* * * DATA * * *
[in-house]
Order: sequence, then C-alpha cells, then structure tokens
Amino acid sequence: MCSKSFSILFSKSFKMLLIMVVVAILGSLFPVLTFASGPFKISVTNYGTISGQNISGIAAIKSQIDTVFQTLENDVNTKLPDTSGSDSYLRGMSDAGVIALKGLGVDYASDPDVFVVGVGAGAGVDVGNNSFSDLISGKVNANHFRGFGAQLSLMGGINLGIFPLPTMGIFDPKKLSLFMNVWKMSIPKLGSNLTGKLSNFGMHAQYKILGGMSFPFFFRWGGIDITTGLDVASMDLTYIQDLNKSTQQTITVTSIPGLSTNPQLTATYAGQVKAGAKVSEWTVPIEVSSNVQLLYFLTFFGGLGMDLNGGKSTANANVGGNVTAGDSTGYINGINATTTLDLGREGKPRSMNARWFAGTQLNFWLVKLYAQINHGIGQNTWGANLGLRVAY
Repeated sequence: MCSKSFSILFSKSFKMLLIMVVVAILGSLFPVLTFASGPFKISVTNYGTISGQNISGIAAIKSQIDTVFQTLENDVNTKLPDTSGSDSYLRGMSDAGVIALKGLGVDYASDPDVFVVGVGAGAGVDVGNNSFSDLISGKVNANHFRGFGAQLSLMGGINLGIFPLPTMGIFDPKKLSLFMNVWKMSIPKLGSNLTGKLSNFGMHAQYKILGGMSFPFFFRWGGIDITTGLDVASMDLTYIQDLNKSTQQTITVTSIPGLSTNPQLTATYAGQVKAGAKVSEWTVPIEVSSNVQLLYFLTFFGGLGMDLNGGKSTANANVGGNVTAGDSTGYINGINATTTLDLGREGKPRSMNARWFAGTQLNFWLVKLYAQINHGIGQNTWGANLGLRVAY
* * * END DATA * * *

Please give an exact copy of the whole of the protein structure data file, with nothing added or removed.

[in-house]
Order: sequence, then C-alpha cells, then structure tokens
Amino acid sequence: MCSKSFSILFSKSFKMLLIMVVVAILGSLFPVLTFASGPFKISVTNYGTISGQNISGIAAIKSQIDTVFQTLENDVNTKLPDTSGSDSYLRGMSDAGVIALKGLGVDYASDPDVFVVGVGAGAGVDVGNNSFSDLISGKVNANHFRGFGAQLSLMGGINLGIFPLPTMGIFDPKKLSLFMNVWKMSIPKLGSNLTGKLSNFGMHAQYKILGGMSFPFFFRWGGIDITTGLDVASMDLTYIQDLNKSTQQTITVTSIPGLSTNPQLTATYAGQVKAGAKVSEWTVPIEVSSNVQLLYFLTFFGGLGMDLNGGKSTANANVGGNVTAGDSTGYINGINATTTLDLGREGKPRSMNARWFAGTQLNFWLVKLYAQINHGIGQNTWGANLGLRVAY
Repeated sequence: MCSKSFSILFSKSFKMLLIMVVVAILGSLFPVLTFASGPFKISVTNYGTISGQNISGIAAIKSQIDTVFQTLENDVNTKLPDTSGSDSYLRGMSDAGVIALKGLGVDYASDPDVFVVGVGAGAGVDVGNNSFSDLISGKVNANHFRGFGAQLSLMGGINLGIFPLPTMGIFDPKKLSLFMNVWKMSIPKLGSNLTGKLSNFGMHAQYKILGGMSFPFFFRWGGIDITTGLDVASMDLTYIQDLNKSTQQTITVTSIPGLSTNPQLTATYAGQVKAGAKVSEWTVPIEVSSNVQLLYFLTFFGGLGMDLNGGKSTANANVGGNVTAGDSTGYINGINATTTLDLGREGKPRSMNARWFAGTQLNFWLVKLYAQINHGIGQNTWGANLGLRVAY